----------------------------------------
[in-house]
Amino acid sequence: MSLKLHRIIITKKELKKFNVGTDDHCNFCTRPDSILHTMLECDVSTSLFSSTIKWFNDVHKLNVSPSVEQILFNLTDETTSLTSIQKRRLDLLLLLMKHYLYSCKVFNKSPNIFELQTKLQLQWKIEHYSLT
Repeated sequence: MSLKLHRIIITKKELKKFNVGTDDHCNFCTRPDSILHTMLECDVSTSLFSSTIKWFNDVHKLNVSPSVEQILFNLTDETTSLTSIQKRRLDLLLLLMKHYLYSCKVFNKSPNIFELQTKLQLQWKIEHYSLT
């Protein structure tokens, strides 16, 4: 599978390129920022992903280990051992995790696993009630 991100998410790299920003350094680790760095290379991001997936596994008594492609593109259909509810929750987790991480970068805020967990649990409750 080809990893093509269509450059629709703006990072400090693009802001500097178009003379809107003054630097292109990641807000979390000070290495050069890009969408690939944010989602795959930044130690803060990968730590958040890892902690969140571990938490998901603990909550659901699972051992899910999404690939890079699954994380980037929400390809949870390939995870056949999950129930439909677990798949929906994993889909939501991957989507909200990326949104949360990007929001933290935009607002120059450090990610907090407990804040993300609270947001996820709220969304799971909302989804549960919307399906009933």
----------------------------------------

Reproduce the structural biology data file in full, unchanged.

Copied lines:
[in-house]
Amino acid sequence: MSLKLHRIIITKKELKKFNVGTDDHCNFCTRPDSILHTMLECDVSTSLFSSTIKWFNDVHKLNVSPSVEQILFNLTDETTSLTSIQKRRLDLLLLLMKHYLYSCKVFNKSPNIFELQTKLQLQWKIEHYSLT
Repeated sequence: MSLKLHRIIITKKELKKFNVGTDDHCNFCTRPDSILHTMLECDVSTSLFSSTIKWFNDVHKLNVSPSVEQILFNLTDETTSLTSIQKRRLDLLLLLMKHYLYSCKVFNKSPNIFELQTKLQLQWKIEHYSLT
């Protein structure tokens, strides 16, 4: 599978390129920022992903280990051992995790696993009630 991100998410790299920003350094680790760095290379991001997936596994008594492609593109259909509810929750987790991480970068805020967990649990409750 080809990893093509269509450059629709703006990072400090693009802001500097178009003379809107003054630097292109990641807000979390000070290495050069890009969408690939944010989602795959930044130690803060990968730590958040890892902690969140571990938490998901603990909550659901699972051992899910999404690939890079699954994380980037929400390809949870390939995870056949999950129930439909677990798949929906994993889909939501991957989507909200990326949104949360990007929001933290935009607002120059450090990610907090407990804040993300609270947001996820709220969304799971909302989804549960919307399906009933």